April 05, 2024

Engineering my own future

Jordan Branch ’24
President, National Society of Black Engineers

Jordan Branch at Millersville University's Career CarnivalAs a college student, I never thought I’d intern at a United States Air Force base.

It’s easy to fall into the trap of thinking only about what’s in front of you—classes, tests, sports, friends—and not what’s ahead of you—that being your career.

One day I’d like to own an engineering company that empowers the underrepresented community, but I know to get there, I need to start preparing for my future now.

So, how does that even begin? For me it all started at Millersville University with an engineering professor who just so happened to also have spent some time in North Dakota. That connection helped to grow my sense of belonging and sparked my interest in leading others with similar career interests.

What came next was a lot of hard work and determination.

I became involved in several engineering clubs, including the American Society of Safety Professionals (ASSP), the Construction Club, and the National Society of Black Engineers (NSBE). Last year I wanted to make a bigger impact, so I served as vice president of all three.

In my first year as an ASSP member, our team achieved the prestigious title of "Most Outstanding Student Section of the Year." During my time as vice president, our club not only secured third place for “Outstanding Student Section of the Year,” but I also witnessed a remarkable increase in membership participation. As the founding vice president for the Construction Club, I helped coordinate the building of tiny libraries for the local community, promoting literacy and access to books.

Additionally, I undertook the task of revitalizing NSBE, which had become inactive during the pandemic. Its membership grew to the highest level in school history, and our annual clothing drive collected more than 250 pounds of coats.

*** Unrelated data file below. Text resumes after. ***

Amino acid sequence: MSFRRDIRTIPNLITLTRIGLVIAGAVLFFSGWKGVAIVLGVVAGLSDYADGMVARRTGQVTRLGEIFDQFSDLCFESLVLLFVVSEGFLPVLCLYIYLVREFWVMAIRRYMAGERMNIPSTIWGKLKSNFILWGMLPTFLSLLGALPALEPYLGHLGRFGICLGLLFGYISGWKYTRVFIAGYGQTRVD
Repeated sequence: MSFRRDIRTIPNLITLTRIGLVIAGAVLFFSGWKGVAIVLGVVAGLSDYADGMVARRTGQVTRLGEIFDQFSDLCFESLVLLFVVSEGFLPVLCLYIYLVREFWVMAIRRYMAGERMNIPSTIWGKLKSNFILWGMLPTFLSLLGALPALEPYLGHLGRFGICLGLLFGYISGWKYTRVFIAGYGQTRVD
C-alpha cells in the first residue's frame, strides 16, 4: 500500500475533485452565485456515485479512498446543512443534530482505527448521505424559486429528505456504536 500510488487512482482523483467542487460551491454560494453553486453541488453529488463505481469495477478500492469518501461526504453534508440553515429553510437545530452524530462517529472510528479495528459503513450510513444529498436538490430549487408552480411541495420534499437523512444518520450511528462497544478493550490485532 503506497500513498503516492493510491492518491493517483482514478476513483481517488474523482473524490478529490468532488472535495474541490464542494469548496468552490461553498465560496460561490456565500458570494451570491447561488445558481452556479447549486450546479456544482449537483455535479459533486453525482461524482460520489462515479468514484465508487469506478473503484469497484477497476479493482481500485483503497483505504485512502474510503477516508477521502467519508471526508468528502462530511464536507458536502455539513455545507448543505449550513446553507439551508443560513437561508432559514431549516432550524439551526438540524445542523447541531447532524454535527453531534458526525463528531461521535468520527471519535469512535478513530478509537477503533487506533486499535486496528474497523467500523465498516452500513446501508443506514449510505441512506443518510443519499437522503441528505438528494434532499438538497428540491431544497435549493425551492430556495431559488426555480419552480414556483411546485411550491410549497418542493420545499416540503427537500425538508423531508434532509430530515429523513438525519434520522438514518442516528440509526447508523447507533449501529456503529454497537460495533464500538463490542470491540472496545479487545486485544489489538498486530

Jordan Branch with the National Society of Black Engineers (NSBE)

Last year, I was elected NSBE president and created a Career Carnival event to generate interest in STEM-related fields in our local community. It also served as a valuable networking opportunity for Millersville students interested in exploring STEM careers, enabling them to connect with potential employers and gain insights into career prospects within the field.

As a manufacturing engineering technology major, my real-world learning experiences off campus were equally as important to my success. My most recent internship experience was at M.C. Dean, where I served as a Facility Infrastructure Control Systems (FICS) Engineering Intern. Working at the Buckley Space Force Base in Denver, Colorado, provided me with invaluable insights into the intricacies of project management. I observed firsthand how my supervisor orchestrated stakeholder meetings, negotiated contract changes, and coordinated with various departments and subcontractors. This experience equipped me with the necessary skills to pursue a professional engineering license.

Jordan Branch on-site at Buckley Space Force Base in Denver, CO.

So, what else have all these experiences done for me? I’ve learned to work effectively under pressure and improved my communication and coordination skills. I know when to ask for help and appreciate the value of small victories, and I can make tough decisions while also understanding the importance of giving back to others. 

It’s very important to take advantage of opportunities in major-related clubs because of the benefit of networking with peers and personal growth. This is the foundation of your professional network and support system. It’s also important to test that foundation with internships or other real-world learning experiences.

After graduation, I plan to join my family’s autobody business while aspiring to create a company that specializes in the manufacturing of ethnic products. My goal is to combine my passion for entrepreneurship with my engineering expertise to contribute to domestic manufacturing while also celebrating and promoting ethnic diversity.

With hard work, determination, and preparation, anything is possible.

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